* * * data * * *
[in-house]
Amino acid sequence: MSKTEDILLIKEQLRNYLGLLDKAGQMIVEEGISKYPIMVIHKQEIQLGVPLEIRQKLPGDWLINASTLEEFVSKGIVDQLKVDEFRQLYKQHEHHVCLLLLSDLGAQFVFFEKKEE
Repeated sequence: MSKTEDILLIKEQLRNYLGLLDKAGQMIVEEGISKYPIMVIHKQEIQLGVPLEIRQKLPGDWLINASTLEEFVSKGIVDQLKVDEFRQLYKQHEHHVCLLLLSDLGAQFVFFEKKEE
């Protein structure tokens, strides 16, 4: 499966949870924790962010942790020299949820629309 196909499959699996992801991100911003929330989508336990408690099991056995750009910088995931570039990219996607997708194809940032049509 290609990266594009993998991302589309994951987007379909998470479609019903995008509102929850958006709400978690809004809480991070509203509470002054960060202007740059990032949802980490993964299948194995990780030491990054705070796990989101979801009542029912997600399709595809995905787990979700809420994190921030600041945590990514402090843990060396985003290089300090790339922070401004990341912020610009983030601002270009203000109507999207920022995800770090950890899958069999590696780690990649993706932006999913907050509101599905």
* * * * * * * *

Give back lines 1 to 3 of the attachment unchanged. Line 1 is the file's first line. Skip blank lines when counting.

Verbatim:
[in-house]
Amino acid sequence: MSKTEDILLIKEQLRNYLGLLDKAGQMIVEEGISKYPIMVIHKQEIQLGVPLEIRQKLPGDWLINASTLEEFVSKGIVDQLKVDEFRQLYKQHEHHVCLLLLSDLGAQFVFFEKKEE
Repeated sequence: MSKTEDILLIKEQLRNYLGLLDKAGQMIVEEGISKYPIMVIHKQEIQLGVPLEIRQKLPGDWLINASTLEEFVSKGIVDQLKVDEFRQLYKQHEHHVCLLLLSDLGAQFVFFEKKEE